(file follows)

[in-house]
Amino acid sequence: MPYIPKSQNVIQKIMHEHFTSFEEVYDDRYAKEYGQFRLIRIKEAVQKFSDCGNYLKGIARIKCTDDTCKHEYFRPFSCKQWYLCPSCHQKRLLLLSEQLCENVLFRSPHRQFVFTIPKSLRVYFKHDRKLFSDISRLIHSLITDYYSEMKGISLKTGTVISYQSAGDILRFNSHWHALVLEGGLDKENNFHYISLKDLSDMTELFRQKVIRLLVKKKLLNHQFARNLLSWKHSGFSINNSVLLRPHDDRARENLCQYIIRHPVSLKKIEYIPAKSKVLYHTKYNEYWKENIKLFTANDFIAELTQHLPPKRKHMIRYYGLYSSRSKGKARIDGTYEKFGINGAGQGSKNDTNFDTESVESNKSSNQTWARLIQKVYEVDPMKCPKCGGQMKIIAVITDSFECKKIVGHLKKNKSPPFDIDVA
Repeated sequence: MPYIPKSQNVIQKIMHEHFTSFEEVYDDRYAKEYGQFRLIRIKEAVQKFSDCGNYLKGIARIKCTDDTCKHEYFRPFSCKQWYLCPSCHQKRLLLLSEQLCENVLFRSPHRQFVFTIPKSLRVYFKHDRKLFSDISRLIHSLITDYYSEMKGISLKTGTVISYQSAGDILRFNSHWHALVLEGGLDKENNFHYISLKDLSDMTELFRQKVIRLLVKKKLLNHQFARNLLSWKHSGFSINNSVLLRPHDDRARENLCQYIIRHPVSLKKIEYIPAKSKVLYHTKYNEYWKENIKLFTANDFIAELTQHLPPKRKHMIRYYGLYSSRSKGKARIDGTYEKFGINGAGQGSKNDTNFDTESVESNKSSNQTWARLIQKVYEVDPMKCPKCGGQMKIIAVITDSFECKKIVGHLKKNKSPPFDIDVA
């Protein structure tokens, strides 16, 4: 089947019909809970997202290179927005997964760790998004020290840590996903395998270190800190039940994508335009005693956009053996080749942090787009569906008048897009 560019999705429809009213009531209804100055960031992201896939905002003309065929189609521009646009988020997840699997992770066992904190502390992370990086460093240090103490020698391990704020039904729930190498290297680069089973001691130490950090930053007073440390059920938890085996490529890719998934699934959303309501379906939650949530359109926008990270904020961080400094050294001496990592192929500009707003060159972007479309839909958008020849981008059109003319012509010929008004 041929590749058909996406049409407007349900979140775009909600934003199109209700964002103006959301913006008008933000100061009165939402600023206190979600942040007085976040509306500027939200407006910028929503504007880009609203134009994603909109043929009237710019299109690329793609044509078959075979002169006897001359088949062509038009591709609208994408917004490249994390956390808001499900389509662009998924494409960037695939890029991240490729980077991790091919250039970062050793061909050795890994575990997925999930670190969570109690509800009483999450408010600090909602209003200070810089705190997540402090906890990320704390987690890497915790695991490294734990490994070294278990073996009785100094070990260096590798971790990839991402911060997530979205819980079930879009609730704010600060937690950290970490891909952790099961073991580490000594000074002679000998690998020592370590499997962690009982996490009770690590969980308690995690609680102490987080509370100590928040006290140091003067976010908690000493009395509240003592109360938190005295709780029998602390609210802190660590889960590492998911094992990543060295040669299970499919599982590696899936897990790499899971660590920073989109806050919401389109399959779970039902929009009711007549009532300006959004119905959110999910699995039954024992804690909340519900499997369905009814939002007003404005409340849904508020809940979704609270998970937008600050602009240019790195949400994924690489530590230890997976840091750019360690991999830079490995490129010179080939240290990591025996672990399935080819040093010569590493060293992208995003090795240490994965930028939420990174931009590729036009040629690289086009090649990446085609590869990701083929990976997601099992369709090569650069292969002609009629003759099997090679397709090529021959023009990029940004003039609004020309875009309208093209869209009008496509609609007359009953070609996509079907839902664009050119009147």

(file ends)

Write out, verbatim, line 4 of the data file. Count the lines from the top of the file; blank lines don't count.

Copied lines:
């Protein structure tokens, strides 16, 4: 089947019909809970997202290179927005997964760790998004020290840590996903395998270190800190039940994508335009005693956009053996080749942090787009569906008048897009 560019999705429809009213009531209804100055960031992201896939905002003309065929189609521009646009988020997840699997992770066992904190502390992370990086460093240090103490020698391990704020039904729930190498290297680069089973001691130490950090930053007073440390059920938890085996490529890719998934699934959303309501379906939650949530359109926008990270904020961080400094050294001496990592192929500009707003060159972007479309839909958008020849981008059109003319012509010929008004 041929590749058909996406049409407007349900979140775009909600934003199109209700964002103006959301913006008008933000100061009165939402600023206190979600942040007085976040509306500027939200407006910028929503504007880009609203134009994603909109043929009237710019299109690329793609044509078959075979002169006897001359088949062509038009591709609208994408917004490249994390956390808001499900389509662009998924494409960037695939890029991240490729980077991790091919250039970062050793061909050795890994575990997925999930670190969570109690509800009483999450408010600090909602209003200070810089705190997540402090906890990320704390987690890497915790695991490294734990490994070294278990073996009785100094070990260096590798971790990839991402911060997530979205819980079930879009609730704010600060937690950290970490891909952790099961073991580490000594000074002679000998690998020592370590499997962690009982996490009770690590969980308690995690609680102490987080509370100590928040006290140091003067976010908690000493009395509240003592109360938190005295709780029998602390609210802190660590889960590492998911094992990543060295040669299970499919599982590696899936897990790499899971660590920073989109806050919401389109399959779970039902929009009711007549009532300006959004119905959110999910699995039954024992804690909340519900499997369905009814939002007003404005409340849904508020809940979704609270998970937008600050602009240019790195949400994924690489530590230890997976840091750019360690991999830079490995490129010179080939240290990591025996672990399935080819040093010569590493060293992208995003090795240490994965930028939420990174931009590729036009040629690289086009090649990446085609590869990701083929990976997601099992369709090569650069292969002609009629003759099997090679397709090529021959023009990029940004003039609004020309875009309208093209869209009008496509609609007359009953070609996509079907839902664009050119009147």